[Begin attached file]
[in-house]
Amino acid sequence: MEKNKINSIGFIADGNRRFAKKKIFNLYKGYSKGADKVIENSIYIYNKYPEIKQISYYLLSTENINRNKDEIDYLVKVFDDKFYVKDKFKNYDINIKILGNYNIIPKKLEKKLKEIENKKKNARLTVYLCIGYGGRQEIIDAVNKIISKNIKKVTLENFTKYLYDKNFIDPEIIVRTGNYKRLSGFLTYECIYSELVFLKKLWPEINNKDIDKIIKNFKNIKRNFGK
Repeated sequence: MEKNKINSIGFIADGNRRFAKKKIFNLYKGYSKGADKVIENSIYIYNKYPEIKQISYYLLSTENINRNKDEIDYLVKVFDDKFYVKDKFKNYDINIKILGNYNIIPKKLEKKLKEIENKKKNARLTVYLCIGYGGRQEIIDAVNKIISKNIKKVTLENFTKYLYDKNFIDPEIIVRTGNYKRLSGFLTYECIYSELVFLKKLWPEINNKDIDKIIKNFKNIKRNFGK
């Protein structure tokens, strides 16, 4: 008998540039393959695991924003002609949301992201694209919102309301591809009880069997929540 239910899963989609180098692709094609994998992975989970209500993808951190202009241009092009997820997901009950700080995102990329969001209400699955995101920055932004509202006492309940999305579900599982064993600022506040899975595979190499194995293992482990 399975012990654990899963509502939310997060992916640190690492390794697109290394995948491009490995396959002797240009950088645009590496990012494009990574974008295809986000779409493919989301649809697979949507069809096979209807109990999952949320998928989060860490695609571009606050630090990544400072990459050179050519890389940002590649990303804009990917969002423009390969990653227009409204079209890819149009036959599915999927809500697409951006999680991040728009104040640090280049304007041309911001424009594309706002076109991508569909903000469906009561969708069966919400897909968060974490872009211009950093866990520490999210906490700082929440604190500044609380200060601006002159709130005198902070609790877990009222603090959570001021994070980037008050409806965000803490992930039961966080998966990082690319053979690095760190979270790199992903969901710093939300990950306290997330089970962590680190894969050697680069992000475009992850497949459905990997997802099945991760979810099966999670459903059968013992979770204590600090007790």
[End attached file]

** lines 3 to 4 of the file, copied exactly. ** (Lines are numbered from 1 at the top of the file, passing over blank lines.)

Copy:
Repeated sequence: MEKNKINSIGFIADGNRRFAKKKIFNLYKGYSKGADKVIENSIYIYNKYPEIKQISYYLLSTENINRNKDEIDYLVKVFDDKFYVKDKFKNYDINIKILGNYNIIPKKLEKKLKEIENKKKNARLTVYLCIGYGGRQEIIDAVNKIISKNIKKVTLENFTKYLYDKNFIDPEIIVRTGNYKRLSGFLTYECIYSELVFLKKLWPEINNKDIDKIIKNFKNIKRNFGK
């Protein structure tokens, strides 16, 4: 008998540039393959695991924003002609949301992201694209919102309301591809009880069997929540 239910899963989609180098692709094609994998992975989970209500993808951190202009241009092009997820997901009950700080995102990329969001209400699955995101920055932004509202006492309940999305579900599982064993600022506040899975595979190499194995293992482990 399975012990654990899963509502939310997060992916640190690492390794697109290394995948491009490995396959002797240009950088645009590496990012494009990574974008295809986000779409493919989301649809697979949507069809096979209807109990999952949320998928989060860490695609571009606050630090990544400072990459050179050519890389940002590649990303804009990917969002423009390969990653227009409204079209890819149009036959599915999927809500697409951006999680991040728009104040640090280049304007041309911001424009594309706002076109991508569909903000469906009561969708069966919400897909968060974490872009211009950093866990520490999210906490700082929440604190500044609380200060601006002159709130005198902070609790877990009222603090959570001021994070980037008050409806965000803490992930039961966080998966990082690319053979690095760190979270790199992903969901710093939300990950306290997330089970962590680190894969050697680069992000475009992850497949459905990997997802099945991760979810099966999670459903059968013992979770204590600090007790």